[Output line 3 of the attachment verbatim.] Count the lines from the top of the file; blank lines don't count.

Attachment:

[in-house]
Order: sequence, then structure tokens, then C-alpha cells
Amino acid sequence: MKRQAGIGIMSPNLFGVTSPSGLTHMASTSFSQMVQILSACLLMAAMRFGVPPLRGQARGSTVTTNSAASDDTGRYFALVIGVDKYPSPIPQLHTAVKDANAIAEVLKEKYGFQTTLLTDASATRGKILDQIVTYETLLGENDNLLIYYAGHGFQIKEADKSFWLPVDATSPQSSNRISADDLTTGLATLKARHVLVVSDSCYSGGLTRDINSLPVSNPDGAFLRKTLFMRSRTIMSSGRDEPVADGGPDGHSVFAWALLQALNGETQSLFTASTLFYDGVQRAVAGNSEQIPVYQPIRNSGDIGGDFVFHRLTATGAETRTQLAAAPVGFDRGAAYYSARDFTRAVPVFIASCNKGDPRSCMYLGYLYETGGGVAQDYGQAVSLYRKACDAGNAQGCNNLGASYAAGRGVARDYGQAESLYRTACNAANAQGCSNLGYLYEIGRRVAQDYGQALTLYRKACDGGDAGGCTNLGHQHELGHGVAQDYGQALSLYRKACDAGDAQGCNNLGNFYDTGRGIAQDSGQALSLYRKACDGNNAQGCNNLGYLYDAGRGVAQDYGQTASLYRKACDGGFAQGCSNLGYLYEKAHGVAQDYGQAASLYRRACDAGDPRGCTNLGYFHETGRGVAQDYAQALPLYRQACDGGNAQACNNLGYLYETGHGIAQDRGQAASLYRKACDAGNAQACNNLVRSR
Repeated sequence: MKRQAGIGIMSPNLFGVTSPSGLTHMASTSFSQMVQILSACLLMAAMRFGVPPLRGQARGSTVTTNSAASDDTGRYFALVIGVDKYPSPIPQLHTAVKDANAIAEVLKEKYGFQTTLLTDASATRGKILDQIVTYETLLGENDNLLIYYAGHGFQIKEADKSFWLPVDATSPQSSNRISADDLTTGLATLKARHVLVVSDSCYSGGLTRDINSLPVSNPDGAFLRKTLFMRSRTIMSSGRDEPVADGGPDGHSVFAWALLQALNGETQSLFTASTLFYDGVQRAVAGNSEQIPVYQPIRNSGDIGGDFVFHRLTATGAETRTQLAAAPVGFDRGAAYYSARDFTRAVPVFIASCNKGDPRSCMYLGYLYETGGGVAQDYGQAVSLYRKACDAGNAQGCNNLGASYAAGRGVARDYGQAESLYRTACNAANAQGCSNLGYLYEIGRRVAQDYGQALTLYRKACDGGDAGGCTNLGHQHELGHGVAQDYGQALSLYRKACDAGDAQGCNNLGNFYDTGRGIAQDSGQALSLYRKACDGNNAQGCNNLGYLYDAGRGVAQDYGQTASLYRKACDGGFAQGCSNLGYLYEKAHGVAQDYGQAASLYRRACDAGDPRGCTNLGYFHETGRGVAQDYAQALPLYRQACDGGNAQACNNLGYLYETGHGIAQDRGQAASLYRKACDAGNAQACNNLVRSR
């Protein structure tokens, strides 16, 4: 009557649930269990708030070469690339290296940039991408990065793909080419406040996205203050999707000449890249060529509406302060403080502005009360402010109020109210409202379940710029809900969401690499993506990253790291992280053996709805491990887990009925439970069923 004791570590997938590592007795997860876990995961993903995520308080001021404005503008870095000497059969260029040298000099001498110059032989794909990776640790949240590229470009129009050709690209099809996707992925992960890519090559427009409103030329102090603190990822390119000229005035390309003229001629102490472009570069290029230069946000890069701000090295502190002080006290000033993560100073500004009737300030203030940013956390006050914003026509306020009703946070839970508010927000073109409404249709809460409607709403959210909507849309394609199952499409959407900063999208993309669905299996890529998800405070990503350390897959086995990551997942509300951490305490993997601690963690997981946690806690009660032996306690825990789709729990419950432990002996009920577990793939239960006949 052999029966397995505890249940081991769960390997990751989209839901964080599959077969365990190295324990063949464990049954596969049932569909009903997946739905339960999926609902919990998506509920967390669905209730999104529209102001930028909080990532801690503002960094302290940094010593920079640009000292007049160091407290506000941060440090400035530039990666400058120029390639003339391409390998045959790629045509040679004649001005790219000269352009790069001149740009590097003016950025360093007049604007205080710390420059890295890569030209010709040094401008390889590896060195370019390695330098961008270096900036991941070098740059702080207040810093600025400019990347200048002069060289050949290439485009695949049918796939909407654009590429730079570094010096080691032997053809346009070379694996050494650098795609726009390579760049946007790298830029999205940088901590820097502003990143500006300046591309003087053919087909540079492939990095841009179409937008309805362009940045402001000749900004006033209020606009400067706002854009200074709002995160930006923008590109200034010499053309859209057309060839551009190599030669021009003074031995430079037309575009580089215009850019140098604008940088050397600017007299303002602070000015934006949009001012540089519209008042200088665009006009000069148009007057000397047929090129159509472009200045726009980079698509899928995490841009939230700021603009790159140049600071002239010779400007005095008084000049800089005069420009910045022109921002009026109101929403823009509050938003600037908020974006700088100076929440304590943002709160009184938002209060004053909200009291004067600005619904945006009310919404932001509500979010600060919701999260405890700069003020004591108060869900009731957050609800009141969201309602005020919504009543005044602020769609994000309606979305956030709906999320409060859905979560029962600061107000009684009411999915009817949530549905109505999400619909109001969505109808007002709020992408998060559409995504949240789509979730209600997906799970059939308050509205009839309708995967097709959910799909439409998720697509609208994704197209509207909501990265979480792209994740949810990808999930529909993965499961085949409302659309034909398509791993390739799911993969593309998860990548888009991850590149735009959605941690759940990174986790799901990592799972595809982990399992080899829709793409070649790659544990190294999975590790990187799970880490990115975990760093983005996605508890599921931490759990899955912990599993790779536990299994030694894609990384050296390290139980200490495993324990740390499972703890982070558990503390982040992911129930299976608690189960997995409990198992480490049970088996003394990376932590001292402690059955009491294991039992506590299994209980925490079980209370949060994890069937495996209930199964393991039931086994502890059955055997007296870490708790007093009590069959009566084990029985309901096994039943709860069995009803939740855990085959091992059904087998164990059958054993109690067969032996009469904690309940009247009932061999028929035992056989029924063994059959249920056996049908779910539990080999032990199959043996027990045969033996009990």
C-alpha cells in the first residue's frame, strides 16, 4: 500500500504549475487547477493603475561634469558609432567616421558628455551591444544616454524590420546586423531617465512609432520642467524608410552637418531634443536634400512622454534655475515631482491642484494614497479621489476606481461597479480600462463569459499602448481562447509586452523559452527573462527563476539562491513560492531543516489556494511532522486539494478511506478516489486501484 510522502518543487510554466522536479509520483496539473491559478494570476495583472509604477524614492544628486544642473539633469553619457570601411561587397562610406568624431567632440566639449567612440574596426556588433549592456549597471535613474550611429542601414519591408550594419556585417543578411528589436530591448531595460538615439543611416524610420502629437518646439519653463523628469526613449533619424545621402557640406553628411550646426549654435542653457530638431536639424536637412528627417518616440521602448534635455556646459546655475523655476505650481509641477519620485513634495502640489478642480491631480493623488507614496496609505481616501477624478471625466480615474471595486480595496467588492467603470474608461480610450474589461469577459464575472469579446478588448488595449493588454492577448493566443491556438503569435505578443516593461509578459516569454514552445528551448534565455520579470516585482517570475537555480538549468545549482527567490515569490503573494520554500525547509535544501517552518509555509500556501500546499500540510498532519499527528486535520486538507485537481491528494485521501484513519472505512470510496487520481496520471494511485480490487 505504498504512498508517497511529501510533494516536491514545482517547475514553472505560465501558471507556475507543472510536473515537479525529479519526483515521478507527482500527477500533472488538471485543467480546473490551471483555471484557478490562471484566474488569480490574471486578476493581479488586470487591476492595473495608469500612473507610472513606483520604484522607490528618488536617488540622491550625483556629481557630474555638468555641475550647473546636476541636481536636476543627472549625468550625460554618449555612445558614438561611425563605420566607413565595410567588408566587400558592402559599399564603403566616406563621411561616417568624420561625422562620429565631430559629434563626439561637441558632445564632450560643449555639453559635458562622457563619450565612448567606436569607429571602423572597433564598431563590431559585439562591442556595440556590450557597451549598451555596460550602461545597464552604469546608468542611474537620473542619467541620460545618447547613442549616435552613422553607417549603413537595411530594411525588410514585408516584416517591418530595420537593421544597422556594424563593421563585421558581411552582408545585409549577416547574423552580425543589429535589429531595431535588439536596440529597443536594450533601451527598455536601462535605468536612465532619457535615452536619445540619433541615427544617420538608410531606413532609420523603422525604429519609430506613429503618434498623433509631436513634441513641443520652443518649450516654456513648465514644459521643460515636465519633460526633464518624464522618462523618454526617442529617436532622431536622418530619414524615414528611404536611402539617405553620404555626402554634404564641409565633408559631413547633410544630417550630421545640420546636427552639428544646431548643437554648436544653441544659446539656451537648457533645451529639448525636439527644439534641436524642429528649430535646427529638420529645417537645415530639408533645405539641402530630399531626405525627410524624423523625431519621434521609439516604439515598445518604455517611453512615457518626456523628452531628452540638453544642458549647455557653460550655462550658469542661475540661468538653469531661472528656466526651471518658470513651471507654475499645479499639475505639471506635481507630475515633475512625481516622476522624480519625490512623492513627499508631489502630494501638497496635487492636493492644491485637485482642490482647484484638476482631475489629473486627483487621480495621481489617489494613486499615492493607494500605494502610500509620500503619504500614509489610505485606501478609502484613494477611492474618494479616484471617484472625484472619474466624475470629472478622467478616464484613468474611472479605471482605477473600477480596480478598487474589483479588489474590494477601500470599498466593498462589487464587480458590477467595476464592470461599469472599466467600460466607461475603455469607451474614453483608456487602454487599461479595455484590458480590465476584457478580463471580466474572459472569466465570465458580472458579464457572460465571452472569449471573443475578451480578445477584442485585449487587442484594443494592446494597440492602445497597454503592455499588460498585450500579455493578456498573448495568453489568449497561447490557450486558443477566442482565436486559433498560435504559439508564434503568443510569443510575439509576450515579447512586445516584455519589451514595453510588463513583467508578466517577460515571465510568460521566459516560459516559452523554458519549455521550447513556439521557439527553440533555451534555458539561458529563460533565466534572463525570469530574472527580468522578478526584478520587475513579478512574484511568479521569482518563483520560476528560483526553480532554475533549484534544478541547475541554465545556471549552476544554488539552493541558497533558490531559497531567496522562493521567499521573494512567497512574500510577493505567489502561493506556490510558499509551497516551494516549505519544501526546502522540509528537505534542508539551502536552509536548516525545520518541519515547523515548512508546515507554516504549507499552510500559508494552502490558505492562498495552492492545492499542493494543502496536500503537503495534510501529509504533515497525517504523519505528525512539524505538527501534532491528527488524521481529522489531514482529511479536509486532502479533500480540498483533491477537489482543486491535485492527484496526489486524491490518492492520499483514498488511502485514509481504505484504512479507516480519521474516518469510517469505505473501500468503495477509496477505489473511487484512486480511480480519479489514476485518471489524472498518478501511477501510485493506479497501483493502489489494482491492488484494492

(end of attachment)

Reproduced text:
Amino acid sequence: MKRQAGIGIMSPNLFGVTSPSGLTHMASTSFSQMVQILSACLLMAAMRFGVPPLRGQARGSTVTTNSAASDDTGRYFALVIGVDKYPSPIPQLHTAVKDANAIAEVLKEKYGFQTTLLTDASATRGKILDQIVTYETLLGENDNLLIYYAGHGFQIKEADKSFWLPVDATSPQSSNRISADDLTTGLATLKARHVLVVSDSCYSGGLTRDINSLPVSNPDGAFLRKTLFMRSRTIMSSGRDEPVADGGPDGHSVFAWALLQALNGETQSLFTASTLFYDGVQRAVAGNSEQIPVYQPIRNSGDIGGDFVFHRLTATGAETRTQLAAAPVGFDRGAAYYSARDFTRAVPVFIASCNKGDPRSCMYLGYLYETGGGVAQDYGQAVSLYRKACDAGNAQGCNNLGASYAAGRGVARDYGQAESLYRTACNAANAQGCSNLGYLYEIGRRVAQDYGQALTLYRKACDGGDAGGCTNLGHQHELGHGVAQDYGQALSLYRKACDAGDAQGCNNLGNFYDTGRGIAQDSGQALSLYRKACDGNNAQGCNNLGYLYDAGRGVAQDYGQTASLYRKACDGGFAQGCSNLGYLYEKAHGVAQDYGQAASLYRRACDAGDPRGCTNLGYFHETGRGVAQDYAQALPLYRQACDGGNAQACNNLGYLYETGHGIAQDRGQAASLYRKACDAGNAQACNNLVRSR